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Putnam exam challenging

  1. Dec 2, 2007 #1
    Did anyone else toil away for six hours yesterday at the Putnam exam?

    I'm fairly confident that I got a couple.
    A1: Find a where [tex]y=a x^2 +a x + \frac{1}{24}[/tex] and [tex]x=a y^2 +a y + \frac{1}{24}[/tex] are tangent.

    This was easy, once you recognize that the curves could only intersect (i.e. be tangent) along the y=x line.

    A2: Find the least possible area of a convex set in the plane that intersects both branches of the hyperbolas xy=1 and xy=-1. (A set S is called convex if for any two points in S the line segment connecting them is contained in S)

    It seems obvious to me that this area would be 4, but I spent quite a bit of time on this problem and wasn't able to turn in a good solution for it.

    A3: Take the integers 1,2,....,(3k+1) and write them down in a random order. What is the probability that, as you write them down, there is no time when the sum of all of the numbers written up to that point is divisible by 3?

    If you take all of the numbers and mod them by 3, you get: k+1 ones, k twos and k zeros. Then, if you ignore the zeros (as long as you don't write one in the first position), the only way you can write the one's and two's is like this (and this is easy to show):


    So, you can count the number of ways that you can write that out, then count the number of ways that you can insert the zeros into that sequence, and divide out by (3k+1)!.

    Those were the problems I got in the first session. The only problem I solved in the second session was B1.

    B1: If f(n) is a polynomial with positive integer coefficients, prove that the only case when f(n) divides f(f(n)+1) is when n=1.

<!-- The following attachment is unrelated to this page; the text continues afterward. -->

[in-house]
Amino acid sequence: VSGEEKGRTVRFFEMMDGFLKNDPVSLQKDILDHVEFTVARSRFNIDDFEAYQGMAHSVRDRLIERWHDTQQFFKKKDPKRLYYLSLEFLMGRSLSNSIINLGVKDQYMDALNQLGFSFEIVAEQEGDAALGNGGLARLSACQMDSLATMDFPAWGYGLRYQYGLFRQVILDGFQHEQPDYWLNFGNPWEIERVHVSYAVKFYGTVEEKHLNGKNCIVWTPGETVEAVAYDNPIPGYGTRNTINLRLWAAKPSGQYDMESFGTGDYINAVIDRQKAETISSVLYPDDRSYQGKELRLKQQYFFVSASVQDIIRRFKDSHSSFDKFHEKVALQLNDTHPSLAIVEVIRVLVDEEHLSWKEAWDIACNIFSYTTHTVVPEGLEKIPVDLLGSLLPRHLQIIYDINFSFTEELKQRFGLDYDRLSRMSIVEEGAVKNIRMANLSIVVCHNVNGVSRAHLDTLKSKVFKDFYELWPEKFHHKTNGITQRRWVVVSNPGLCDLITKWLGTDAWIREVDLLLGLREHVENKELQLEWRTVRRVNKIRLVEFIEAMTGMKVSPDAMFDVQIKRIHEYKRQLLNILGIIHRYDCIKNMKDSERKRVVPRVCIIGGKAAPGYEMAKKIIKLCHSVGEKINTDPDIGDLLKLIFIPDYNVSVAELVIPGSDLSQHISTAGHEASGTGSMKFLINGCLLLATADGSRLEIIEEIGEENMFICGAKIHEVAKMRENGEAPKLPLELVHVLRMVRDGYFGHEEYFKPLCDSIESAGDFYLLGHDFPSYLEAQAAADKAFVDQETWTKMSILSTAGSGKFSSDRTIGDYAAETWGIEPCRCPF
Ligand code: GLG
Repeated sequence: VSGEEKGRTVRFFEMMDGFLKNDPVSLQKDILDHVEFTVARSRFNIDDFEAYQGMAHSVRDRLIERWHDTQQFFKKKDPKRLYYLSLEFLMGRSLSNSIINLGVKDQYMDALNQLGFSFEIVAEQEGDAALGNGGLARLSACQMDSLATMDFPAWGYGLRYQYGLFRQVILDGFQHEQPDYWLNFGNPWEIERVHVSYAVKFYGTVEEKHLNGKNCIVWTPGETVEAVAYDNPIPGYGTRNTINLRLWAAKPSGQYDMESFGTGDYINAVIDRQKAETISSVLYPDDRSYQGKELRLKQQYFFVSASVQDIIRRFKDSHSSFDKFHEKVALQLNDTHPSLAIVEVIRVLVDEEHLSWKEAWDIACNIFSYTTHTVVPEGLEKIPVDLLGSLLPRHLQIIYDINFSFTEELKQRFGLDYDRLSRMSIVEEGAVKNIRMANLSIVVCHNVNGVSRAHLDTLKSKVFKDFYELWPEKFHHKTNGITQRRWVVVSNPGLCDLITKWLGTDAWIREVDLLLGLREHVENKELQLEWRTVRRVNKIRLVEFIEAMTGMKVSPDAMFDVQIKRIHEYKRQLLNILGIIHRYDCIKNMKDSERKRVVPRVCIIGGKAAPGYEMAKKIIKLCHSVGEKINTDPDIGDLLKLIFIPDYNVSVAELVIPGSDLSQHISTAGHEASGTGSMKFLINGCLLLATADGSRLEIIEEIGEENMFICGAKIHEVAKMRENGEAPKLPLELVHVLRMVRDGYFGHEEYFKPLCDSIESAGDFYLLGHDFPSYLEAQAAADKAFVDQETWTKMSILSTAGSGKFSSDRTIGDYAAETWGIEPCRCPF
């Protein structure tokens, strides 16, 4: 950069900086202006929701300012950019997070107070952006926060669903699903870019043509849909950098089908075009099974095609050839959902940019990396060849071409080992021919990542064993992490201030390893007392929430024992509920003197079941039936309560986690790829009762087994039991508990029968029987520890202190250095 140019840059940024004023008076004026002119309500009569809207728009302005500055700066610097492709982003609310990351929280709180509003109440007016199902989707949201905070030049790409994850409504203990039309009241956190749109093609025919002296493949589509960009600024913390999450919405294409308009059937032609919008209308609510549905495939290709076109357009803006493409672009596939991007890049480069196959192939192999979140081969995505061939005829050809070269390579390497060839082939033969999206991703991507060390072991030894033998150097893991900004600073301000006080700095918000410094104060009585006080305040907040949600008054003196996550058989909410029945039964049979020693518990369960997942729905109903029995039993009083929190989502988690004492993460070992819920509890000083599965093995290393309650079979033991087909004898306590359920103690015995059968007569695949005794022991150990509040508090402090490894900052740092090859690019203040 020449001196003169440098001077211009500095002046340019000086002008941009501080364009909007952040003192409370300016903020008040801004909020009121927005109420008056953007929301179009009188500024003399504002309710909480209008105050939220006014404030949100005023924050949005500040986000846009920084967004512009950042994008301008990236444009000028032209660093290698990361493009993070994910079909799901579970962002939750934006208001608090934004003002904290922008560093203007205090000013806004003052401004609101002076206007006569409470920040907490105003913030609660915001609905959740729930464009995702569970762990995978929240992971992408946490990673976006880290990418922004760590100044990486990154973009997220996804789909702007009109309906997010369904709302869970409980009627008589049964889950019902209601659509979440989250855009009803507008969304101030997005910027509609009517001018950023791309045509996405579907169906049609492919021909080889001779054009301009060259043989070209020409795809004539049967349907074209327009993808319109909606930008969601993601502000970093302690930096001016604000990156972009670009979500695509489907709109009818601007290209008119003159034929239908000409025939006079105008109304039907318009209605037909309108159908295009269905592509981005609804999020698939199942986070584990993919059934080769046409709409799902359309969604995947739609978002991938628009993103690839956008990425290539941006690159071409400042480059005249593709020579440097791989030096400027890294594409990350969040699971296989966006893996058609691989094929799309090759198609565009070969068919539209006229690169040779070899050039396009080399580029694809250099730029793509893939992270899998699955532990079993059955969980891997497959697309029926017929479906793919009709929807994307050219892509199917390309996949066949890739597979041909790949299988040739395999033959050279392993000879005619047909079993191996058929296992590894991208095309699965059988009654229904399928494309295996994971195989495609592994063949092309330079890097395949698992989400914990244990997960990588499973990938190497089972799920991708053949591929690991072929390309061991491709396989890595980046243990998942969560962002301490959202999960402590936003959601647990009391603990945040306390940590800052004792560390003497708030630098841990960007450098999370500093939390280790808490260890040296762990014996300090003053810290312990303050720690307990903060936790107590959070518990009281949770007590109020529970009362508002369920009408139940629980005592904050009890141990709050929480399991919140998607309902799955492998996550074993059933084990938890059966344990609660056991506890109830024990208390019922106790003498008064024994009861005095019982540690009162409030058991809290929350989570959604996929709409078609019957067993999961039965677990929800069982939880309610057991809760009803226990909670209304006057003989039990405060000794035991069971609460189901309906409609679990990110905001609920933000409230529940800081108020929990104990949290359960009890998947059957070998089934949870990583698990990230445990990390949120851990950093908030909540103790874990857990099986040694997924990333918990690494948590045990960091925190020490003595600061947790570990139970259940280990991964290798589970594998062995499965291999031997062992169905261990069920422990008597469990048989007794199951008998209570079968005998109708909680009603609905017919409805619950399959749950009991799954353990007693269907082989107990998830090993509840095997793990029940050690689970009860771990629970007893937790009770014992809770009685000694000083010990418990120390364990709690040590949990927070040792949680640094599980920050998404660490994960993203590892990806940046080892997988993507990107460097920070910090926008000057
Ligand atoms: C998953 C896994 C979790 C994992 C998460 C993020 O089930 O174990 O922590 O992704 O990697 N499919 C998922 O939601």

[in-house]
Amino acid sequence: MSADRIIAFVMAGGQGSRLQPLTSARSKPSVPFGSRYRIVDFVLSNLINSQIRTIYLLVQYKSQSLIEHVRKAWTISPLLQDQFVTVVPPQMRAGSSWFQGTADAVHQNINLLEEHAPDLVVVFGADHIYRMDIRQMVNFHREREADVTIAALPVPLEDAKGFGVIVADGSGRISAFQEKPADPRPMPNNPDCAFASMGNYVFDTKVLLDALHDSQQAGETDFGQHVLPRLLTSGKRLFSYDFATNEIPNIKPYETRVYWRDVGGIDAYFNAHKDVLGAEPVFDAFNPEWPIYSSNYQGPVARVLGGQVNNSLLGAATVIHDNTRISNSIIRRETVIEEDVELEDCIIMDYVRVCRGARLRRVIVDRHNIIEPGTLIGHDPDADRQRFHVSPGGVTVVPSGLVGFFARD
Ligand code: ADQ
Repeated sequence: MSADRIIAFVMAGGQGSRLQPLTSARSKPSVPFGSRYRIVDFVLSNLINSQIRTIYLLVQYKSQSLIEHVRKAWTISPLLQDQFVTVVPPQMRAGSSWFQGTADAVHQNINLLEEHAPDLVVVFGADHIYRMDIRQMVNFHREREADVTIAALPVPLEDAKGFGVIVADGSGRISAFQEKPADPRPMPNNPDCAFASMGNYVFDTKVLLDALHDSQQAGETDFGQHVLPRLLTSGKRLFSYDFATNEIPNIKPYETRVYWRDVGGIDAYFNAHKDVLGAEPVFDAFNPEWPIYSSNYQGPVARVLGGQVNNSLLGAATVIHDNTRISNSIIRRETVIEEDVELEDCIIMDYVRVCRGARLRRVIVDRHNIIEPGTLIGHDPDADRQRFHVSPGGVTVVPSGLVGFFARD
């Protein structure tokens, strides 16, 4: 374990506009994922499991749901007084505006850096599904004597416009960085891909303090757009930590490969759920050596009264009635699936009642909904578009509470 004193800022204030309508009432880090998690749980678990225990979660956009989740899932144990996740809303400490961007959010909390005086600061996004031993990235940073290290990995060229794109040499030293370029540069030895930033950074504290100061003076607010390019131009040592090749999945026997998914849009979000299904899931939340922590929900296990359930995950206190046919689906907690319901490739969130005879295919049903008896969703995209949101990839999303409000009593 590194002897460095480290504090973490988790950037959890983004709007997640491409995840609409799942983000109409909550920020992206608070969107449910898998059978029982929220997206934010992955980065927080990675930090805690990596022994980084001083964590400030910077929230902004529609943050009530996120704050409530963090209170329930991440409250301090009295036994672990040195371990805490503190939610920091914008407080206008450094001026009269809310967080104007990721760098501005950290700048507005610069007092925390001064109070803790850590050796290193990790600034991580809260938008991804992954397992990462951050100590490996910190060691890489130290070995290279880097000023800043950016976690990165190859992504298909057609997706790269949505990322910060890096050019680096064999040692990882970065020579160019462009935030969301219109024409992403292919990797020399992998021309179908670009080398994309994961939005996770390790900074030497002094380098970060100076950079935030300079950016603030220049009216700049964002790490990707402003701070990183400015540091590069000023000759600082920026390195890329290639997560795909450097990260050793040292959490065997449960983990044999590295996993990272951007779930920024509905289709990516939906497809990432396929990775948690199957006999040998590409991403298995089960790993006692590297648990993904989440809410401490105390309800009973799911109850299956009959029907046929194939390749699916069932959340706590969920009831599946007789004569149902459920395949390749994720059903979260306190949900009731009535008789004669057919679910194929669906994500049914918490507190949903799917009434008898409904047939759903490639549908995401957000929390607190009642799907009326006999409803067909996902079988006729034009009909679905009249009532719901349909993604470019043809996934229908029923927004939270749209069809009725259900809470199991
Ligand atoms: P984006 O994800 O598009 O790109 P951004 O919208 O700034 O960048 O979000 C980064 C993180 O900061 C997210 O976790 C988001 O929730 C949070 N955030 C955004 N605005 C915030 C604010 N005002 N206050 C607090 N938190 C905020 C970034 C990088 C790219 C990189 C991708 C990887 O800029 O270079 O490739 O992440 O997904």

This was very easy. All you have to do is mod by f(n), and you get f(n) (mod f(1)) =0 which can only occur when n=1 (because all of the coefficients are positive).

    B3: Find [tex]x_{2007}[/tex] where [tex]x_0=1[/tex] and [tex]x_{n+1}=3x_n+\left\lfloor x_n \sqrt{5}\right\rfloor[/tex]

    I didn't turn in a solution for this, and I was never able to get this in closed form, but here is what I reduced it to:

    [tex]x_n=(3+\sqrt{5})^n-(\sqrt{5}-2)\sum_{i=0}^{n-1} x_i[/tex]


    That's what I turned in. So, I hope that I get 30 pts. How did everyone else do?
  2. jcsd
  3. Dec 3, 2007 #2
    Trying these for fun.

    This thing grows fast!
    1,5,26,136, 712, 3728, 19520, 102208, 535168, 2802176, 14672384...

    x_100 = 7.53313*10^71
  4. Dec 3, 2007 #3
    Unfortunately this isn't true (I said the same thing in my solution). It's also possible for them to be tangent at a point where the slope is -1. This gives two additional values of a. :(
  5. Dec 4, 2007 #4
    Ah. I see that now. I wonder if my answer of a= 2/3, 3/2 will be sufficient to get me any points at all on that problem. For that matter, I wonder how many people tried solving this one and got only two values for a (instead of all four).
  6. Dec 4, 2007 #5
    However, my solutions for B1 and A3 were pretty much spot on. Now I'm hoping for 20 points. :)

    What other problems did you solve?
  7. Dec 4, 2007 #6
    Well as I said I did the same thing you did on A1. I think we'll be pretty lucky even to get 1 point for that.

    I did A2 and A3 for sure. I also had a proof for A4, but (1) I didn't simplify my answer all the way and (2) I included one extraneous solution. So I'm not going to hope for much.

    On B, I had B1 and B2, but for B1 I didn't point out the error in the problem statement (it doesn't work for constant functions). Also I might have made a sign error in my work in B2 (which didn't matter in the end because we take abs value). I don't remember. So it's possible that I won't get much at all on the second half.

    I'll be rather disappointed if I get only 20. But I wouldn't be too surprised if I get no more than 2 on all of the ones that aren't perfect.
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